Rising sea levels could leave low-lying towns such as Busselton under water by 2100 if emissions went unchecked, according to one of Australia's foremost climate change experts.
Paul Hardisty, the director of the CSIRO's climate adaptation flagship, said Australia and WA faced coastal flooding in the coming decades that could cause damage worth trillions.
Pointing to the walls that were being repaired or newly built along the Swan River, Dr Hardisty said authorities were already being forced to adapt even if most people did not notice.
He told a conference hosted by the Committee for Economic Development of Australia that sea level rises of 1m appeared inevitable.
The comments from the former senior manager at engineering firm WorleyParsons were prompted by a question from Lyn Beazley, who stepped down as WA chief scientist last year.
Responding to the question, Dr Hardisty said: "You go to Busselton, for instance, and the whole town is at half a metre of elevation and certainly well within the range, by 2070, that without sea walls they'll be under water."
"And they know it," Dr Hardisty said.
"Coastal inundation is one of the effects that played into the financial estimates of exposure… looming into the trillions of dollars across Australia.
"So it's a significant issue.
"And this is just going to keep going.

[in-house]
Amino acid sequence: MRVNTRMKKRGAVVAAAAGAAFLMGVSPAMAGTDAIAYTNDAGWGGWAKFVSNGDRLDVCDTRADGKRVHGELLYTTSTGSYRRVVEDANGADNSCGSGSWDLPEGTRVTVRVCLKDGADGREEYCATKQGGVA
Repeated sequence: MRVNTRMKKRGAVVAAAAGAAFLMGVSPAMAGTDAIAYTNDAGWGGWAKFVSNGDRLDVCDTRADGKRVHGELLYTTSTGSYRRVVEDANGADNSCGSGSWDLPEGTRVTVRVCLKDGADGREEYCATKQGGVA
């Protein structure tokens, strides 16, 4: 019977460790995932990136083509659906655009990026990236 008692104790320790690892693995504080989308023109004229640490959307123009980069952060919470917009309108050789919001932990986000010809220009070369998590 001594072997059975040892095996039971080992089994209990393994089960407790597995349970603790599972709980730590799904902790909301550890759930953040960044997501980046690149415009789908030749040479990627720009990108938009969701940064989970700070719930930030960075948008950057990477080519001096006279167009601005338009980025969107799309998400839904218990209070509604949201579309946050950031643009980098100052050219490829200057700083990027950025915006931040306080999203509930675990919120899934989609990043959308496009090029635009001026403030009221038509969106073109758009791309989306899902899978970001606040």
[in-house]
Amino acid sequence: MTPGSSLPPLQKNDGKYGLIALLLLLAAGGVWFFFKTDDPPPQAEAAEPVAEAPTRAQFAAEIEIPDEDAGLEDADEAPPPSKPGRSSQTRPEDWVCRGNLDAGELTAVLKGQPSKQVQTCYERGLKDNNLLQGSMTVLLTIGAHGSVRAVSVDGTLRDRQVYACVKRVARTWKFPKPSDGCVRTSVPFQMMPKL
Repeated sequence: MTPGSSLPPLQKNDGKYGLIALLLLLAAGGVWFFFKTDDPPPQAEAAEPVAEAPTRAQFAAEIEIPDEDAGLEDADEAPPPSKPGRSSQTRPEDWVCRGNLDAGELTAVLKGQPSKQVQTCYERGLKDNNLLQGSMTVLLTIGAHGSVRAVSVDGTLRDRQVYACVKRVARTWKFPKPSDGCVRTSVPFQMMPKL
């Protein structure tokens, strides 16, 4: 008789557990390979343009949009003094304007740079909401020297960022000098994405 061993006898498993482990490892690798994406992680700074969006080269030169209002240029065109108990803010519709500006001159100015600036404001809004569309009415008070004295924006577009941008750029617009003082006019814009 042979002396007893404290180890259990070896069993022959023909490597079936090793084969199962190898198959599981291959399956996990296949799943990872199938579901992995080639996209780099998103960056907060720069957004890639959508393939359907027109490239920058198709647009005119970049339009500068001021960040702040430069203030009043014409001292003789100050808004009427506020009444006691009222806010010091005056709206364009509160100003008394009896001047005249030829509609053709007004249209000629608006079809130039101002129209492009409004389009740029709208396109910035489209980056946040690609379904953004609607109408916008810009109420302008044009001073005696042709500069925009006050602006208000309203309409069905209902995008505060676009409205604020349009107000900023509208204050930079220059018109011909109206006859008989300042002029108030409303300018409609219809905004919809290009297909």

"It's basically being driven by the thermal expansion of water as much as anything else and that has got a lot of inertia behind it.
"We're going to see a metre no matter what we do."
Mr Hardisty also criticised the practice of measuring a country's success solely by its gross domestic product, saying it was flawed because it ignored the damage economic growth sometimes caused people and the environment.
Danny Price, the architect of the Abbott Government's so-called direct action plan, told the conference the policy could be just as, if not more, effective than the carbon tax and at a lower cost.
Mr Price, a founder of Frontier Economics, also savaged Clive Palmer's intervention in the climate change debate, saying his plan to have an emissions trading scheme set at zero was a "cruel hoax".
"I don't subscribe to the economic orthodoxy that carbon trading is the dominant model and the one that will prevail over time," he said.
"I don't think it will.
"In fact I think we're wasting our time on that type of arrangement.
"There are much better ways of achieving climate changes policies in Australia and elsewhere."